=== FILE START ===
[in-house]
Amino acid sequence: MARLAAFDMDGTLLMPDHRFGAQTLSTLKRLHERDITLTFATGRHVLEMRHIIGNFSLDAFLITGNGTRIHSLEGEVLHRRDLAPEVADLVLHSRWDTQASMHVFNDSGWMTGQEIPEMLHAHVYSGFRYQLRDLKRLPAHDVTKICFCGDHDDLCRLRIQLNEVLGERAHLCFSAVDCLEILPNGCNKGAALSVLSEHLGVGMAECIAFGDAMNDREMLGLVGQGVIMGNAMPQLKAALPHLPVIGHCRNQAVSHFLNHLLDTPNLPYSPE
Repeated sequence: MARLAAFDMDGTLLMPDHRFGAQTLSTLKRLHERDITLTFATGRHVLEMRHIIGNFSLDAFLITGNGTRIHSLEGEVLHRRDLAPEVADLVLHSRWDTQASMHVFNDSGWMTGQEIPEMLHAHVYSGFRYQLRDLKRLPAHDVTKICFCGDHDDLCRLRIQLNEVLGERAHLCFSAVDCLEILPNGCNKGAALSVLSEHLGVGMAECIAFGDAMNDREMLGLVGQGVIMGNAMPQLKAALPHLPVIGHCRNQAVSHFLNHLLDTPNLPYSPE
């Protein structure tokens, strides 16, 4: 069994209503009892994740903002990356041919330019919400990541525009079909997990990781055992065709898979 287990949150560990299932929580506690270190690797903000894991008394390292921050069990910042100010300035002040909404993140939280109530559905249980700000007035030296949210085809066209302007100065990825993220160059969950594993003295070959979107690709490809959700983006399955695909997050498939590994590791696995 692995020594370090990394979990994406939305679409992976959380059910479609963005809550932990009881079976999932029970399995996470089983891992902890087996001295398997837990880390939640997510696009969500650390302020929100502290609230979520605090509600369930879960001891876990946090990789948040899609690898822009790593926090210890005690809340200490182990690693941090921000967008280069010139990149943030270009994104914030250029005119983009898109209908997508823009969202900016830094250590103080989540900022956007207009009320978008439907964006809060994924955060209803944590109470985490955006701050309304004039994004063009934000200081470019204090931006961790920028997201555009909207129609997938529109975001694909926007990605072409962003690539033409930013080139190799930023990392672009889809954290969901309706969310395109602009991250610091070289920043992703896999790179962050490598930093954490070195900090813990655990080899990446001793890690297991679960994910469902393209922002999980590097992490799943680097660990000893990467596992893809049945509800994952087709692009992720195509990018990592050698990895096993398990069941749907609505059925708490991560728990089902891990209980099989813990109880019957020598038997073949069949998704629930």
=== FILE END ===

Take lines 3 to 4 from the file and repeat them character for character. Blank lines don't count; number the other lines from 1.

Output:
Repeated sequence: MARLAAFDMDGTLLMPDHRFGAQTLSTLKRLHERDITLTFATGRHVLEMRHIIGNFSLDAFLITGNGTRIHSLEGEVLHRRDLAPEVADLVLHSRWDTQASMHVFNDSGWMTGQEIPEMLHAHVYSGFRYQLRDLKRLPAHDVTKICFCGDHDDLCRLRIQLNEVLGERAHLCFSAVDCLEILPNGCNKGAALSVLSEHLGVGMAECIAFGDAMNDREMLGLVGQGVIMGNAMPQLKAALPHLPVIGHCRNQAVSHFLNHLLDTPNLPYSPE
């Protein structure tokens, strides 16, 4: 069994209503009892994740903002990356041919330019919400990541525009079909997990990781055992065709898979 287990949150560990299932929580506690270190690797903000894991008394390292921050069990910042100010300035002040909404993140939280109530559905249980700000007035030296949210085809066209302007100065990825993220160059969950594993003295070959979107690709490809959700983006399955695909997050498939590994590791696995 692995020594370090990394979990994406939305679409992976959380059910479609963005809550932990009881079976999932029970399995996470089983891992902890087996001295398997837990880390939640997510696009969500650390302020929100502290609230979520605090509600369930879960001891876990946090990789948040899609690898822009790593926090210890005690809340200490182990690693941090921000967008280069010139990149943030270009994104914030250029005119983009898109209908997508823009969202900016830094250590103080989540900022956007207009009320978008439907964006809060994924955060209803944590109470985490955006701050309304004039994004063009934000200081470019204090931006961790920028997201555009909207129609997938529109975001694909926007990605072409962003690539033409930013080139190799930023990392672009889809954290969901309706969310395109602009991250610091070289920043992703896999790179962050490598930093954490070195900090813990655990080899990446001793890690297991679960994910469902393209922002999980590097992490799943680097660990000893990467596992893809049945509800994952087709692009992720195509990018990592050698990895096993398990069941749907609505059925708490991560728990089902891990209980099989813990109880019957020598038997073949069949998704629930």